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Gov. Tim Walz is expected today to extend and modify his stay-at-home order set to expire Friday. Those modifications have possible implications for Minnesota high school spring sports, which were shut down until May 4 when the governor put the order into effect. Last week, Walz signaled a “relatively slim’’ chance schools would abandon distance learning for the rest of the school year, an assessment that increases the chance of spring sports being canceled. Come back to later today for updates.

Ice breakers, activities designed to bond a team, were what Maddie Dahlien remembers about the first few Edina track and field practices last spring.

Not this year. Not with the COVID-19 pandemic bearing down and triggering school closures elsewhere in the United States. The varsity track and field season, which started March 9, was all about getting athletes into training habits they would be forced to maintain on their own should practices be suspended.

“We hit it hard right away and got into a rhythm,” said Dahlien, a sophomore, of the season’s first three weeks.

Then on March 25, the closure of schools, and resulting suspension of team practices, was extended to May 4. For athletes such as Dahlien, who excels in two sports, the situation presents double the challenge.

As a ninth-grader last spring, Dahlien placed second at the Class 2A track and field state meet in the 100-, 200- and 400-yard dashes. Last fall she led Edina’s soccer team with 23 goals. She also plays a big role in the success of the Minnesota Thunder Under-16 club soccer team, ranked first in the Champions League.

Her Thunder teammate, Lakeville North freshman goalkeeper Bayliss Flynn, is striving to improve on the pitch as well as in cross-country and track and field.

“It’s mentally challenging, but I enjoy getting better. I do miss my teammates, though.”
Bayliss Flynn, Lakeville North ninth-grader

They’ve worked out together about a dozen times since team practices were halted, including once on the soccer field at the Edina High School campus this week, with Dahlien taking shots on Flynn while adhering to social distancing.

“It is nice to have at least one teammate to work with,” Flynn said. “It is great bonding time with her.”

Both athletes have committed themselves to developing in multiple sports, allotting time for each at different points within the same day. But these driven individuals miss their teammates.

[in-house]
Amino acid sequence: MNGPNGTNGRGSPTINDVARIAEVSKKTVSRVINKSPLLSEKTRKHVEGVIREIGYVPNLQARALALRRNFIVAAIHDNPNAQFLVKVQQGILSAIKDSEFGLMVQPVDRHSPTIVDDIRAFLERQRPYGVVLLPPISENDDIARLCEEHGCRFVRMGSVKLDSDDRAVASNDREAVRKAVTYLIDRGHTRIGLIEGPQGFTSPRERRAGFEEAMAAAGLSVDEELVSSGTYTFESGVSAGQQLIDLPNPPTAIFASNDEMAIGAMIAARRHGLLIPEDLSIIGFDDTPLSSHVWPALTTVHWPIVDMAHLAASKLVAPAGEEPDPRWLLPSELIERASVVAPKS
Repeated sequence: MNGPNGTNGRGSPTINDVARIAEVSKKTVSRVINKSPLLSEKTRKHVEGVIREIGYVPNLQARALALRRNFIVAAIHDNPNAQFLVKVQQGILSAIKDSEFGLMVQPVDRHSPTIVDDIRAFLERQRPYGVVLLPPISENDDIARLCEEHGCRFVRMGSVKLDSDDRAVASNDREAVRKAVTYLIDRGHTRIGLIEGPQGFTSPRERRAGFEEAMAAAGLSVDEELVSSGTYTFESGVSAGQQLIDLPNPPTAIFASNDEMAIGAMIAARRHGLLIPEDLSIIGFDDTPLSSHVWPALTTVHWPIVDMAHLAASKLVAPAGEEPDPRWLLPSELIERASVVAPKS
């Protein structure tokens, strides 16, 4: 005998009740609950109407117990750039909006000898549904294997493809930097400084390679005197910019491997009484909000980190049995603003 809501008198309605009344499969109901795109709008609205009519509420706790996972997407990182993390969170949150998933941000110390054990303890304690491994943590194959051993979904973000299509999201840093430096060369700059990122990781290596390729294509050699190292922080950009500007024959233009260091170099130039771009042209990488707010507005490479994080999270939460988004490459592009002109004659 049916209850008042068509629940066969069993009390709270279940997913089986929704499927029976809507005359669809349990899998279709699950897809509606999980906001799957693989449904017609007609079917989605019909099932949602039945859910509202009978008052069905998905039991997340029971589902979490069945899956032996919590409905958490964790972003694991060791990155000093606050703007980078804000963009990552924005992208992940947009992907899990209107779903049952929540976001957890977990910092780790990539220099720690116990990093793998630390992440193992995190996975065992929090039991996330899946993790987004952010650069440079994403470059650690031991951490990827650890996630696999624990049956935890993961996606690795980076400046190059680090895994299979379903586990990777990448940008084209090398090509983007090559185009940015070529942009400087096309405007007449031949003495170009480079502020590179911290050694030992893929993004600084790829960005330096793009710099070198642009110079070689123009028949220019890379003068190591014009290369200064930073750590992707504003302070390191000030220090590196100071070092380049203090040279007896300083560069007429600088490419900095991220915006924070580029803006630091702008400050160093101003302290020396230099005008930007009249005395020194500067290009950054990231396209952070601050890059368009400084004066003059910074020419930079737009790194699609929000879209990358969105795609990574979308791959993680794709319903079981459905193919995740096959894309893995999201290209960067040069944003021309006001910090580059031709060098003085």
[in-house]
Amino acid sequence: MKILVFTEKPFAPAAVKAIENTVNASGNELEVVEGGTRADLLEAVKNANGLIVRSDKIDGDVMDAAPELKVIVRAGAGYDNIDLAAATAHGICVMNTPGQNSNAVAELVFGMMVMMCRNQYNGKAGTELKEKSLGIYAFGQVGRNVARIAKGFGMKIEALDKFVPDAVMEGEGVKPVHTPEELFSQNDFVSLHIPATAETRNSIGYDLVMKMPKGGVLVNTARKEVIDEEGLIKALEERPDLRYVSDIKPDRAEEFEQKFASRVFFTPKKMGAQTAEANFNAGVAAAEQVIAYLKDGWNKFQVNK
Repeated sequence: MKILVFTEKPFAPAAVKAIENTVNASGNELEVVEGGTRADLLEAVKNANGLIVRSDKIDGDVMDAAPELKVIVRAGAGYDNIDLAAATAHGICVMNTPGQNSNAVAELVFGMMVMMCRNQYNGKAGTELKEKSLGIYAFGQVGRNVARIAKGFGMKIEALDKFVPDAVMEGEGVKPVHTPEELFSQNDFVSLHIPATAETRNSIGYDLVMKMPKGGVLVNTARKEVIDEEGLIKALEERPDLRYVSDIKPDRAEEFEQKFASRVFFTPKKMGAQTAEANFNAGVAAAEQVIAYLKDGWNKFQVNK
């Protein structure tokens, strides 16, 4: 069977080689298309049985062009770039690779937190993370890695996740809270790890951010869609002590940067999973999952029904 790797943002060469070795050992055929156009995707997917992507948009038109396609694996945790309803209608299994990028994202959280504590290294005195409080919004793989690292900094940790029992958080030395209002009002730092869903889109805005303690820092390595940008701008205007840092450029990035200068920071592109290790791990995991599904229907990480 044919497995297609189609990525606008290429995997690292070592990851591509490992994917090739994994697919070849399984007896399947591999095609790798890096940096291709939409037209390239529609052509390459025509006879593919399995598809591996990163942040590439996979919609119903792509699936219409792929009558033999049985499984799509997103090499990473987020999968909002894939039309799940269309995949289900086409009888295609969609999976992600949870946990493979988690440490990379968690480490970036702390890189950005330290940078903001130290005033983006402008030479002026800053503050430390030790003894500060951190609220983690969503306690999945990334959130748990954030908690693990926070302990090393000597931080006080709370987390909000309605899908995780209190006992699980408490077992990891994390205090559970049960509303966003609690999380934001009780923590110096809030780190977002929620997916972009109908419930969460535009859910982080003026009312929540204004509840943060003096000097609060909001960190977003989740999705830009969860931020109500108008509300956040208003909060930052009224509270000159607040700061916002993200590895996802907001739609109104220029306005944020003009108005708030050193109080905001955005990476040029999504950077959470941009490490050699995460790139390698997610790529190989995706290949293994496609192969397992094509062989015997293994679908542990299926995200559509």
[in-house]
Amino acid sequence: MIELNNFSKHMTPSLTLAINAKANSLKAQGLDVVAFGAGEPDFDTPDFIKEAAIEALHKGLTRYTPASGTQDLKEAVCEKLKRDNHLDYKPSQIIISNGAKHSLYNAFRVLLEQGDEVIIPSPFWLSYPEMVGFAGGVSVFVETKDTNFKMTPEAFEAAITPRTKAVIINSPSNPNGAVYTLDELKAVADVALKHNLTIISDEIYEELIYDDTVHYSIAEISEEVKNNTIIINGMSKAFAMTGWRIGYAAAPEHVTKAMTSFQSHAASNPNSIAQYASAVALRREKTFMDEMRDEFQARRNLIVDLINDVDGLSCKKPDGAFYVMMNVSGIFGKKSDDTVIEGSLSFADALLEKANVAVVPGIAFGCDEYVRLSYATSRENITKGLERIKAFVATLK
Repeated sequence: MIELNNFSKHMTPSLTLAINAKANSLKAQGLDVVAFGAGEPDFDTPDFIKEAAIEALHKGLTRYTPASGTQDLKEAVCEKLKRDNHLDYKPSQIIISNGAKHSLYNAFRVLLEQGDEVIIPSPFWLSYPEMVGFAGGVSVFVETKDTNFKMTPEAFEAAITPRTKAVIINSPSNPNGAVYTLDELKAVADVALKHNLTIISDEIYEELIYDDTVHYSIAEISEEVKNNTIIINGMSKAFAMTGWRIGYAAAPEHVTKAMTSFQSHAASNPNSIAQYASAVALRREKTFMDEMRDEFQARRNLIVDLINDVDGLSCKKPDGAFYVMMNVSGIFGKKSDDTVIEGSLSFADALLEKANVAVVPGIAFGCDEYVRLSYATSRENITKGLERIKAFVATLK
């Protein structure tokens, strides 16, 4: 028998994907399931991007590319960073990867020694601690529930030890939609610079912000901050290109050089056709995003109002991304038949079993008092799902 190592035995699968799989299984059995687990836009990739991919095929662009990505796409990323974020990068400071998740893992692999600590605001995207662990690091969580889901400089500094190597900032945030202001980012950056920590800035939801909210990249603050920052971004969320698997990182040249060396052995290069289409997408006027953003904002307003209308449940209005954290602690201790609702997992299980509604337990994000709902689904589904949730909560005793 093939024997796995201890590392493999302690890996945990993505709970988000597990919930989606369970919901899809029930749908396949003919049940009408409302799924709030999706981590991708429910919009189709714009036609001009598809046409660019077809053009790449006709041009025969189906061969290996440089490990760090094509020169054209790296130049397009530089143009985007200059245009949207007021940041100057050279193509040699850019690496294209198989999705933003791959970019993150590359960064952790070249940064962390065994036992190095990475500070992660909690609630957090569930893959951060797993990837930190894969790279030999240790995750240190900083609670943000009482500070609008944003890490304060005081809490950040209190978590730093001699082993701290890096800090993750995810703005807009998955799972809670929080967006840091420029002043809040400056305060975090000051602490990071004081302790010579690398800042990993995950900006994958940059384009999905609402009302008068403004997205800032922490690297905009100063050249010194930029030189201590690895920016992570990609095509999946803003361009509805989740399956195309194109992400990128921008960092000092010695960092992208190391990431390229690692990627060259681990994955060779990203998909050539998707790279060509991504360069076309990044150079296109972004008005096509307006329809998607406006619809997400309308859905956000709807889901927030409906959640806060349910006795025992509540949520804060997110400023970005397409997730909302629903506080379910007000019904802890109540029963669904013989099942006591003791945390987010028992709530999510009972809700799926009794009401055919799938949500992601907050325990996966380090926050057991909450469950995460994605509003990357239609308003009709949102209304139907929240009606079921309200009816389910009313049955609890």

“It’s tough not seeing them,” Dahlien said. “They are what I enjoy about every day.”

Flynn said, “Having teammates with you adds to the level of competition and fun.”

Both athletes train with overall fitness, plus the more technical aspects of their soccer positions, in mind.

Already one of the state’s top sprinters, Dahlien said her efforts this spring “focus more on track.” She completes her more taxing sprint workouts earlier in the week. She also works out two or three times per week in her basement.

“And I get touches on the ball every single day,” Dahlien said. “Whether it’s juggling or going to the park to shoot on my dad or to practice passing with accuracy.”

Flynn’s new routines are similar. The basement weight room and treadmill in her house provide ample workout equipment. She takes her longer runs outside, through her neighborhood streets in Lakeville. She gets her repetitions in goal at the park, blocking her father’s shots or less frequently, Dahlien’s.

“I’m good with it,” Flynn said of the new reality. “It’s mentally challenging, but I enjoy getting better. I do miss my teammates, though.”

Dahlien can relate to the challenges of flying solo:

“I’ve definitely noticed a need to find more self-motivation with online school and time management.”

While Dahlien is established on her varsity soccer and track teams, Flynn is still trying to make her mark — plus she also has cross-country. She did not garner any varsity minutes in goal last fall. Her best cross-country and track performances are solid for her age group but still outside the qualifying standards for the state meet. She was all-conference in the South Suburban last spring and finished sixth in the 800 in the section race. Last fall she placed 25th in her cross-country section meet.

But Flynn, playing a year up on the Minnesota Thunder, has drawn college interest for her role in the team’s 16-0-1 record and eight goals allowed.

However, the national turmoil caused by COVID-19 hampered her ability to make deeper connections with prospective college programs. She missed out on a Yale camp and unofficial recruiting visits to Brown, Dartmouth and Harvard.

To stay connected with their other high school peers, both Dahlien and Flynn are texting teammates, relying on Zoom for video chats and, FaceTime more than ever.

For Dahlien, getting back to a circle of teammates, face-to-face, sharing their favorite ice cream flavor, track and field events and subjects in school, is as much a goal as continuing her dual-sport excellence.

“It’s funny to see,” she said, “how much we miss human interaction.”